Into the Woods

April 23, 2022

Author: Phyllis Root
Photographer: Kelly Povo

All it takes to convince us that spring really has arrived is one warm 70-degree day, even if the weather is overcast, threatening rain, and wicked windy.  Saturday was that day, so we went looking at Townsend Woods Scientific and Natural Area (SNA) for early and ephemeral flowers. 

Townsend Woods SNA is a remnant of Big Woods, made up of oak, maple, bass, ironwood, and elm (before Dutch elm disease) and running diagonally from the southeast corner of the state up into the central part.  Now less than 2% of that original forest remains, and the Townsend Woods remnant is old growth, a reminder of the 1.3 million acres of Big Woods that covered much of Minnesota before European settlement.

The way into the SNA involves a half-mile walk along the edge of farm fields, the wind blustering us along as we hiked.  Once under the leafless canopy of trees growing on knobby hills the glacier left behind, we still heard the wind, but the air around us was peaceful.

It’s still early days for most wildflowers, even ephemerals, but we were delighted to find hepatica blooming, purple and pale blue and pink and white blossoms scattered through the brown leaves of last year’s forest.  Ferny leaves of Dutchman’s breeches, whose flowers resemble upside down pairs of pants on a line, promised a flowering so rich that no Dutchman should ever have to go breeches-less. Trout lilies leaves seemed to be everywhere, and a few two-leaved plants already had buds about to bloom.  (Like Mayapples, only two-leaved trout lily plants will have flowers.)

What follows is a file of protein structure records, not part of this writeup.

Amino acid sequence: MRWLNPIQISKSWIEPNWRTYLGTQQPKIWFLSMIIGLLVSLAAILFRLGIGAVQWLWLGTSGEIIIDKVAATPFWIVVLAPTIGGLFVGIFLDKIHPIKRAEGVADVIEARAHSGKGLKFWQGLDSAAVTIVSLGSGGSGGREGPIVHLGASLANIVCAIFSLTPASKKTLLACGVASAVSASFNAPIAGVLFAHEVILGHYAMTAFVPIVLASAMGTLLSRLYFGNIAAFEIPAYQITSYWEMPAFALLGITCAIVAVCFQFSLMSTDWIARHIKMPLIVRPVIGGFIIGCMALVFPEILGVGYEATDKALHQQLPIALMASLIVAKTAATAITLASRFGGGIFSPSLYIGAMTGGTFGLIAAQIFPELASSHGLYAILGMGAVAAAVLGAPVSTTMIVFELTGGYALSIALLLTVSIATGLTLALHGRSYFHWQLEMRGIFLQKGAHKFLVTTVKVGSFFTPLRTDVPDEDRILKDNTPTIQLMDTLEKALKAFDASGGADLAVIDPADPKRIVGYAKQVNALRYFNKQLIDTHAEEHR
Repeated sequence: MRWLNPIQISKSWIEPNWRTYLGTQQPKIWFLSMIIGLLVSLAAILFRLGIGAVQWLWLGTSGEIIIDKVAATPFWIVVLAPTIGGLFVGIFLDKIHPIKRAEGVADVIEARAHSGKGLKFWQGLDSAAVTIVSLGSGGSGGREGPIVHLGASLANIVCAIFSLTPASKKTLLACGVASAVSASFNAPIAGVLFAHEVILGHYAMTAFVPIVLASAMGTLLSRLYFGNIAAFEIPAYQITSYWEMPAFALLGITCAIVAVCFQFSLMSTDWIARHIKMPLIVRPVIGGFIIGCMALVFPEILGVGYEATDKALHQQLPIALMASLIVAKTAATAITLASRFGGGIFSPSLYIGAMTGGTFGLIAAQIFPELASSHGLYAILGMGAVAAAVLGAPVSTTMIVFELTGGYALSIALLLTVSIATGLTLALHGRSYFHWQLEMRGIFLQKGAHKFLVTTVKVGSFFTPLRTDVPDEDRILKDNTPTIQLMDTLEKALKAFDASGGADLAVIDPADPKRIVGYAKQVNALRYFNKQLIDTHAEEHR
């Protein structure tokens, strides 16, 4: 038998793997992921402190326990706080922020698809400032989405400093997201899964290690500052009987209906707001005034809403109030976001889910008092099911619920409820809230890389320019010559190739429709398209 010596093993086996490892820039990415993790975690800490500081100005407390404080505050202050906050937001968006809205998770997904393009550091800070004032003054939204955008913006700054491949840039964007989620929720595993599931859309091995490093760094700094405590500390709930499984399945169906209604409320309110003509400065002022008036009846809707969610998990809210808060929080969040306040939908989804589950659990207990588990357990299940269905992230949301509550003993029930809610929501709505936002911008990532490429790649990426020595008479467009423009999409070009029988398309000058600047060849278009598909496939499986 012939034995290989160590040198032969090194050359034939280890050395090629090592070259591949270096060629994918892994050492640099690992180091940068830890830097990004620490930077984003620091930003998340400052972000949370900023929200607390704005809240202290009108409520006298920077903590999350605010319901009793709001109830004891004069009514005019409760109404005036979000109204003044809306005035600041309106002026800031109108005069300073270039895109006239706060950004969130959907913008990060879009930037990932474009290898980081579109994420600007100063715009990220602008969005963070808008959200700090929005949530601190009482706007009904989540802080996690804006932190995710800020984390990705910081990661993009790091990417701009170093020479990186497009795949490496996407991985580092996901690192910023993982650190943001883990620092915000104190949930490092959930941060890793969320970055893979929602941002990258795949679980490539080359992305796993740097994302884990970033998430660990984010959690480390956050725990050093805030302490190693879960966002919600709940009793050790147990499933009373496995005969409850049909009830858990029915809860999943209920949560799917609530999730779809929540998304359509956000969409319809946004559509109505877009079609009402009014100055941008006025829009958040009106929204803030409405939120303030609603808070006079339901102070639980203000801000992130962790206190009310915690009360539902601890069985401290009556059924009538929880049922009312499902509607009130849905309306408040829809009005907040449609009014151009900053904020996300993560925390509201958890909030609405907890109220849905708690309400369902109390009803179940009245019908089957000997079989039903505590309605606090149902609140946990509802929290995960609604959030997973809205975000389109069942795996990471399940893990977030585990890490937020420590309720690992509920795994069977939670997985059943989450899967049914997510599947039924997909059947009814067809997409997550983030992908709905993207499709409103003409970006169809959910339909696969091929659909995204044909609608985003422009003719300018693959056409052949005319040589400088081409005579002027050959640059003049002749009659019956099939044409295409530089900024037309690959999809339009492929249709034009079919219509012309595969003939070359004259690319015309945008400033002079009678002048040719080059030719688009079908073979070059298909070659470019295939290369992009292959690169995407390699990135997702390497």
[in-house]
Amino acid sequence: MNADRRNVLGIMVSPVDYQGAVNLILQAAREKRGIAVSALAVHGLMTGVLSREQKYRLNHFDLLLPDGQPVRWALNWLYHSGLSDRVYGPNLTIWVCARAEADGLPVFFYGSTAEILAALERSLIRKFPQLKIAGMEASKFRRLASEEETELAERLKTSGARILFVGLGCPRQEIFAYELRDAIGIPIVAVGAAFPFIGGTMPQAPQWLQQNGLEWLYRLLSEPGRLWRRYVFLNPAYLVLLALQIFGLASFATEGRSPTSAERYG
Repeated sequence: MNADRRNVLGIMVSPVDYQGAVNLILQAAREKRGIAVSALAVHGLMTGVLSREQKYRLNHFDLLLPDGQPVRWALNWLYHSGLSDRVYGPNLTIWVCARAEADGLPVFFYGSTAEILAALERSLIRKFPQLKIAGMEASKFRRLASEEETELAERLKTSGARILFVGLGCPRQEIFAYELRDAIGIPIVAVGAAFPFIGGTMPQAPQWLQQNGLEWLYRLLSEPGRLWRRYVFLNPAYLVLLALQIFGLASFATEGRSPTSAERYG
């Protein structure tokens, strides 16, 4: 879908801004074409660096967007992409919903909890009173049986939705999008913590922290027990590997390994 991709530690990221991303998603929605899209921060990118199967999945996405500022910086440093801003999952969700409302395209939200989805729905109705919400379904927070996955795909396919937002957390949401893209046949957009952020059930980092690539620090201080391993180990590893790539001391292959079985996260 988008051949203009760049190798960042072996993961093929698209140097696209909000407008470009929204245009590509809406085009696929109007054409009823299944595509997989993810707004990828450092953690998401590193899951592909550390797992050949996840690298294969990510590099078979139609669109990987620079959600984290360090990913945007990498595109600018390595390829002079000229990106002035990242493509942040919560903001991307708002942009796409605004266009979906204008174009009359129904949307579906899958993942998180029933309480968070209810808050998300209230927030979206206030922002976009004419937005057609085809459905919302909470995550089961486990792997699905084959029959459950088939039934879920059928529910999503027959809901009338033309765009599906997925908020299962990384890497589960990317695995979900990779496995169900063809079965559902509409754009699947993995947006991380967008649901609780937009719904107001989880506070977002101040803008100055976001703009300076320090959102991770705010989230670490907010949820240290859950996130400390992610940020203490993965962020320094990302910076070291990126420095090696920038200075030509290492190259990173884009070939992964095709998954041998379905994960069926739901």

Tiny plants with clusters of even tinier buds puzzled us until we realized they were likely cutleaf toothwort not yet ready to bloom.  A single fuzzy gray-green Canadian wild ginger leaf curled like an art deco vase, and ramps sprouted bright green.

Old growth forest has little underbrush, making our wandering easy except for fallen trees (another sign of old growth forest), many of them riddled with woodpecker holes. In places we came upon ephemeral pools, those come-and-go ponds that fill with water in springtime in low places on the forest floor and provide critical habitat for frogs and salamanders to lay their eggs. Because the ponds eventually dry up, they can’t support fish, making them a safe sort of nursery.

Occasional rain sprinkled down on us, the sun shone briefly, and birds and frogs called.  As we came out of the woods and figured out the way back to the car, three wild turkeys sped ahead of us, gobbling. 

On our way home we stopped to walk a trail we’d read about where a new-to-us snow trillium population bloomed brightly.  Even though we managed to get lost hiking back to the car on this straightforward trail, we found our way eventually. 

And so has spring.

Author: kellypovo

Kelly Povo, a professional photographer for over thirty years, has exhibited in galleries and art shows across the country. Her cards, gift books, and calendars have been sold internationally. She and Phyllis Root have collaborated on several books. This is her first book on Minnesota's Native Wildflowers.

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